April 29, 2009 § 2 Comments
My hot/cold, love/hate, Moonlighting type relationship with paper flowers started about a year ago. It happened quite simply when I saw a “very simple tutorial” that involved nothing more than rolling up a piece of paper! Before I even picked up the scissors I was making plans for giant garlands of these flowers, bouquets, headbands, shadowboxes, suppositories, load bearing walls made of EASY PAPER FLOWERS. I mean hey, she says right in the tutorial to HAVE FUN.
Guess what? It’s not fun. It doesn’t work. Don’t be fooled. Don’t leave me a comment telling me you’ve done it because I’ll simply deem you a liar. Don’t leave a comment telling me I’ve used the wrong paper because I’ve tried this with every weight of paper from tissue paper to origami paper, cardstock, copy paper, post its, gift wrap, construction paper, a small piece of the Magna Carta. No. No, I’m sorry. When I follow her very easy instructions to “just roll up the paper until there’s no more left to roll” I get: A PIECE OF ROLLED UP PAPER NOT UNLIKE A MINIATURE TOILET PAPER ROLL. Oh yeah! Awesome! Yes, I’ll scatter these all over the house.
So after no less than twenty or thirty efforts, I gave up on the Dozi Rose, growling in resentment every time I see it featured in someone’s blog as a super easy paper flower!
In fact, for a while I abandoned paper flowers all together, assuming that God just hadn’t blessed me with that particular talent. Then I was punched in the face by Eloise Corr Danch and her mind boggling beautiful work.
I mean, yes, it’s gorgeous. I have no illusions of creating anything as lush and wonderful as her Macy’s Windows. But let’s get a hold of ourselves, boil it down and realize it’s paper. Paper cut into flower shapes and glued onto a thingee somehow. I know flower shapes. I know petals and stamens and pistols and leaves and tendrils and thingees. I can draw them and cut them out. I even know how to use floral tape.
Oh but wait! Did you know that Paper Source sells a zillion different Paper Flower Kits? It’s like a dream come true, if you’re some sort of billionaire heiress who finds 18.00 for paper and wire to be a reasonable price. I went to the store, picked up the kit, looked at it, LOOKED AT THE EXACT SHAPES OF THE PETALS THEY HAD PRE CUT, and went confidently in the direction of my dreams.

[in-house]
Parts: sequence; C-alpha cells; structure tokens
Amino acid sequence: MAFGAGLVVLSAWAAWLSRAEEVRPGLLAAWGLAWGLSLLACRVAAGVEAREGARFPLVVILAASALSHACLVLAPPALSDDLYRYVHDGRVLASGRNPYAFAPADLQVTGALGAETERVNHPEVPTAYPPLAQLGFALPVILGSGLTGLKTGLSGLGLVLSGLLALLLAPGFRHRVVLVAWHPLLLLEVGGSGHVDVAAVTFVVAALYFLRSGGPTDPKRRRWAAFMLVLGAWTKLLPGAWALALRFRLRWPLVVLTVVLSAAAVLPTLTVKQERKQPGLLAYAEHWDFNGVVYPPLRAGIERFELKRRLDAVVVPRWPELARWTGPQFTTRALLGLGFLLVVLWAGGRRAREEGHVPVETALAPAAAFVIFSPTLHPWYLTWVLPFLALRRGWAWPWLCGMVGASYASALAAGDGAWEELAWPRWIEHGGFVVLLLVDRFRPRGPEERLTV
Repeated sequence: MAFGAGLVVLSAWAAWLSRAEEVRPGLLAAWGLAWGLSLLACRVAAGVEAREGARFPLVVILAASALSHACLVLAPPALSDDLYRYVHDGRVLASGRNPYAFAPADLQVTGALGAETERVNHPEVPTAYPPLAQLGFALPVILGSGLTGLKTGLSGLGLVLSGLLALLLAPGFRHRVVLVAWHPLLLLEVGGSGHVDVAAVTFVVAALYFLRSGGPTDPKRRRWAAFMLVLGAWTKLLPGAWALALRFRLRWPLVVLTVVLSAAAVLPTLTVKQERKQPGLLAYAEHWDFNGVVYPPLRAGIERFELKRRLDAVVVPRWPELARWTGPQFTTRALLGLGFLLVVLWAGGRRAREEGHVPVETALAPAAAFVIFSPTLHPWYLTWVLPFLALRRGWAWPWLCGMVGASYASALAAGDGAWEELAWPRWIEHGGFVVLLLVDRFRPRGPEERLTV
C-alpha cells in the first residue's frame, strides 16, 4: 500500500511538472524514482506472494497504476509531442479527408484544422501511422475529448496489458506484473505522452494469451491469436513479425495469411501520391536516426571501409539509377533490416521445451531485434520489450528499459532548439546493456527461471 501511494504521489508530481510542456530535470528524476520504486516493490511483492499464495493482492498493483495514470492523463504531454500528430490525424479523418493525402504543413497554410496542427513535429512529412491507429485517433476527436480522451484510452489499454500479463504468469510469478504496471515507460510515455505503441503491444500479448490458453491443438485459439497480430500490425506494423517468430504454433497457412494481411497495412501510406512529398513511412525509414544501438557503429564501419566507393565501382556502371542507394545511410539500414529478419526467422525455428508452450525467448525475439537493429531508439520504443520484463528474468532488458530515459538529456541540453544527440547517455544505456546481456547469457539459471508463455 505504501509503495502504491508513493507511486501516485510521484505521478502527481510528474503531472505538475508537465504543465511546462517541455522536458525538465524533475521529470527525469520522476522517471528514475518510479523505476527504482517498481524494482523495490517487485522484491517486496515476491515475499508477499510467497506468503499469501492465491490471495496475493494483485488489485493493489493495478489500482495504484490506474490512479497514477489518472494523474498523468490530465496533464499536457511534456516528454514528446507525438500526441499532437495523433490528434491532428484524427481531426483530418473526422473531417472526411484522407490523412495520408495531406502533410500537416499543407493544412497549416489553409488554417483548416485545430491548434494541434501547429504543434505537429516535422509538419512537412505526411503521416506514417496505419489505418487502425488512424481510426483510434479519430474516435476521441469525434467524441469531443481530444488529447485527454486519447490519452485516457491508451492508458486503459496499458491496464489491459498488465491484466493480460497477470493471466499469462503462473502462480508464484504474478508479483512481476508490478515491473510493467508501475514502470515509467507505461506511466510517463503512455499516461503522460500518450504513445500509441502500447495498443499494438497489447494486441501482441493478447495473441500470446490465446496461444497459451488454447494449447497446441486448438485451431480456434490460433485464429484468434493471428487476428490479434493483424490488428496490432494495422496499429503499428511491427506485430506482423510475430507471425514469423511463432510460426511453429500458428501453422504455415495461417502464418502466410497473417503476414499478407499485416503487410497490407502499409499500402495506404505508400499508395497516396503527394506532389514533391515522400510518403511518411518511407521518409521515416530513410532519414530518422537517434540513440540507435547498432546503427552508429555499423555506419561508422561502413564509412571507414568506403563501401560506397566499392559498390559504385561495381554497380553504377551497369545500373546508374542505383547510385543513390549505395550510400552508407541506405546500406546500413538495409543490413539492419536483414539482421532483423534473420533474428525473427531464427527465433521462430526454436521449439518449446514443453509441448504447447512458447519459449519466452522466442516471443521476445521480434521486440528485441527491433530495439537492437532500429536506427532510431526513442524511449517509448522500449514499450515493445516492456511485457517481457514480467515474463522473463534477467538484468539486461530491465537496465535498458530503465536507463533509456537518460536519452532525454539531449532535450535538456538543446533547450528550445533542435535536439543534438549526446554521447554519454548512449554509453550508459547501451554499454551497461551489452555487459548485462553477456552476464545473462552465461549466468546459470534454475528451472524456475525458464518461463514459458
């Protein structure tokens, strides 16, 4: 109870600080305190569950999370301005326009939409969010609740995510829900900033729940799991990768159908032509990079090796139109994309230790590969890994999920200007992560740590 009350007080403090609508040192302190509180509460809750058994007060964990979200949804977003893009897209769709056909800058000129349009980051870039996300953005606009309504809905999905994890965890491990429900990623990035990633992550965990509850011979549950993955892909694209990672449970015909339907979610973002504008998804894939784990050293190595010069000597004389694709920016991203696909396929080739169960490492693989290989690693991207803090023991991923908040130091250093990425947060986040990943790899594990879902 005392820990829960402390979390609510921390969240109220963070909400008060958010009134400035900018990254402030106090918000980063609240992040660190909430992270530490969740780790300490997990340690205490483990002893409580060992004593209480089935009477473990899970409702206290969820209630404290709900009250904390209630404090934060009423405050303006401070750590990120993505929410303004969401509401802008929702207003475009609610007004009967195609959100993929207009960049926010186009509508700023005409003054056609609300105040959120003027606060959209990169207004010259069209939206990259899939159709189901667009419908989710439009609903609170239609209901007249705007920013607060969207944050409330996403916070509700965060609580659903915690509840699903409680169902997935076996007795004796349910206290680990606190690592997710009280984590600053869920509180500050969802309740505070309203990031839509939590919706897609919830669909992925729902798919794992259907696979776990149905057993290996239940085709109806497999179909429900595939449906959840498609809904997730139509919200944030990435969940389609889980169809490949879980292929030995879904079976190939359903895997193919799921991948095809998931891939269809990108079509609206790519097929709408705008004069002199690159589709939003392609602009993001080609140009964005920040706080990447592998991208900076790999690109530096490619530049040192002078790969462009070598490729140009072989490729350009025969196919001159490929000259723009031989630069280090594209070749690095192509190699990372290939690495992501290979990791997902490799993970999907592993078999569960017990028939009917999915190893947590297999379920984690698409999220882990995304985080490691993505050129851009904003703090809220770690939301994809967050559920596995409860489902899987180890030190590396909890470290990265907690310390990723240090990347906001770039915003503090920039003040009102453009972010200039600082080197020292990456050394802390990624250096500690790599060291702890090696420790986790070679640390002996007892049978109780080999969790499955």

I didn’t take pictures of my ‘experiments’ but I think I found an adequate summation of me, plus paper, plus scissors, plus ‘some pretty good ideas’:
I kicked everything off the bed, ate a bowl of ice cream and watched three episodes of Family Guy, declaring crafts stupid.
The stars have aligned, the Lord has spoken. No matter how much I would like to, no matter how many ‘pretty good ideas I have’, I am not supposed to make paper flowers. The future of mankind depends on it. I think I’ll start working on paper pesticides instead.
March 19, 2009 § 1 Comment
As I mentioned yesterday, I experienced a crafting FAIL on Tuesday, the likes of which you’ll never see on the more wonderful, beauitful craft blogs. I assume this is because these women are hiding/burning/burying their failures and pretending that everything they lay their little crafty hands on turns to gold. (In truth, I just assume they’re better than me). But I am not too proud to admit that while I love crafting, I am sometimes not so good at crafting because I am also tremendously impatient. So projects with 25 or so steps in them will usually result in me trying to shave off about 8 of the steps or combine them or ‘alter them’ or whatever. I also hate following instructions. I feel like if I use a pattern or a template or a list of step by steps, that I’m not really making my OWN craft as much as I’m making a copy of Betty Sue’s awesome craft. So that’s another place where we hit the wall.
This feature will hopefully be a rare jewel amongst blog posts, a hilarious sidebar to cleanse our palettes after months of exquisite art, food, clothing and design that blow your mind with their craftmanship. However, I already have two items in the last week which will have to be discussed:
– The amazing shrinking chair pad
– The kimono that became a parka
I call this feature The Clay Ashtray Chronicles (again, no banner yet) because I remember as a child that whenever I was given playdoh, salt and flour dough, baked clay of any kind, I would make an ashtray. How wonderful. How artistic. How useful!
No one in my family smokes.
So there you have it. You win some, you lose some. Stay tuned, and learn what we learn from the losses.